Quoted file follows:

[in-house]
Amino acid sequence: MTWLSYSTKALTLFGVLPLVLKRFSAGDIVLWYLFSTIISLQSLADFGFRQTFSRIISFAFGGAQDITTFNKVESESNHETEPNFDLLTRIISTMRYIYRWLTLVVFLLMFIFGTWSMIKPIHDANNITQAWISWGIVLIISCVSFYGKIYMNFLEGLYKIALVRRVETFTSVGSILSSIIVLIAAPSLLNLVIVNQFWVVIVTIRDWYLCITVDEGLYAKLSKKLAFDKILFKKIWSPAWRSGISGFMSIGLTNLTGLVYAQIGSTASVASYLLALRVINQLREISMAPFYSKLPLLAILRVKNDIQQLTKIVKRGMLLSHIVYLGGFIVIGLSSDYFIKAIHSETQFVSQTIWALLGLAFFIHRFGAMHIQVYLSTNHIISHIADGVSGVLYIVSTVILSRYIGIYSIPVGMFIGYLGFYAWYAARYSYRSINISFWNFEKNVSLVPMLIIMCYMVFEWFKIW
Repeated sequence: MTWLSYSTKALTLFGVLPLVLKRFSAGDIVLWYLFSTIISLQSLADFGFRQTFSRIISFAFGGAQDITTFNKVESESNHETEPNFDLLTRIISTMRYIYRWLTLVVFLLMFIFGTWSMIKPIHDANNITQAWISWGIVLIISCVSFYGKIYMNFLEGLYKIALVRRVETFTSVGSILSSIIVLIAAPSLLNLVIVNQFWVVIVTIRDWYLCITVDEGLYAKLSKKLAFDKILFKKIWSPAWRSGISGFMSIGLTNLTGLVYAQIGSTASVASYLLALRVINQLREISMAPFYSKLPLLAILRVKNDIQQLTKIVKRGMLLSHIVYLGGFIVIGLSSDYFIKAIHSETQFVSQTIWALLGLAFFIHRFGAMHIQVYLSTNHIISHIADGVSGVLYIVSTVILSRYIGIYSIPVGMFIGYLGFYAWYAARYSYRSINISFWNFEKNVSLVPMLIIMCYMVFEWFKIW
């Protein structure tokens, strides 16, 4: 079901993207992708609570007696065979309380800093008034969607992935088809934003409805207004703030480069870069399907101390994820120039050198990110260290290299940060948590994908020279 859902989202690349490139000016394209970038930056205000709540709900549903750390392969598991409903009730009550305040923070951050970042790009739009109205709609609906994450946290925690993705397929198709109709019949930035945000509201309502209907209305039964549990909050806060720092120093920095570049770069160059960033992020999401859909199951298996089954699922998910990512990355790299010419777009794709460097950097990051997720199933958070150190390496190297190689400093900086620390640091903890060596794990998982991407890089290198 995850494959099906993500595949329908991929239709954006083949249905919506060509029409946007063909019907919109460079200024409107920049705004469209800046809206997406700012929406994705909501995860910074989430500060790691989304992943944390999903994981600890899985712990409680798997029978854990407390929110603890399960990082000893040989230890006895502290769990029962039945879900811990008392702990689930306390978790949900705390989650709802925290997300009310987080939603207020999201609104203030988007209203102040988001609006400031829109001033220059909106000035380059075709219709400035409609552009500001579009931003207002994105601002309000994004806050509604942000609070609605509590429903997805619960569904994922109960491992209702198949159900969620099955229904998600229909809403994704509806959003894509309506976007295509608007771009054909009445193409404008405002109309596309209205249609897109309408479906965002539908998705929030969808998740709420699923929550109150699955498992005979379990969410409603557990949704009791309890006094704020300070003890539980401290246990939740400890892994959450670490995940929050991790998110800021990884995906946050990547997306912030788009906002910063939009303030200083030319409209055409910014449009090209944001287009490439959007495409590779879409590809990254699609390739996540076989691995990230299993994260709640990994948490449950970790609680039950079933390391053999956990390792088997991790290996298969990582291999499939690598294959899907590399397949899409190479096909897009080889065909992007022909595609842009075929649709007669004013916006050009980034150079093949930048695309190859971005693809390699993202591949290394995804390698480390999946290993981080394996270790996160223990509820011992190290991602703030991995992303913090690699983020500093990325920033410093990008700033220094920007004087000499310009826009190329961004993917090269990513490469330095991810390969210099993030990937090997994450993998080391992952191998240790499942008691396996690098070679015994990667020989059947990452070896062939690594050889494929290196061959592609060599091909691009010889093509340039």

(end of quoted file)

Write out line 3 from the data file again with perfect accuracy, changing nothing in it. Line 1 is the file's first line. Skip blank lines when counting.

Repeated sequence: MTWLSYSTKALTLFGVLPLVLKRFSAGDIVLWYLFSTIISLQSLADFGFRQTFSRIISFAFGGAQDITTFNKVESESNHETEPNFDLLTRIISTMRYIYRWLTLVVFLLMFIFGTWSMIKPIHDANNITQAWISWGIVLIISCVSFYGKIYMNFLEGLYKIALVRRVETFTSVGSILSSIIVLIAAPSLLNLVIVNQFWVVIVTIRDWYLCITVDEGLYAKLSKKLAFDKILFKKIWSPAWRSGISGFMSIGLTNLTGLVYAQIGSTASVASYLLALRVINQLREISMAPFYSKLPLLAILRVKNDIQQLTKIVKRGMLLSHIVYLGGFIVIGLSSDYFIKAIHSETQFVSQTIWALLGLAFFIHRFGAMHIQVYLSTNHIISHIADGVSGVLYIVSTVILSRYIGIYSIPVGMFIGYLGFYAWYAARYSYRSINISFWNFEKNVSLVPMLIIMCYMVFEWFKIW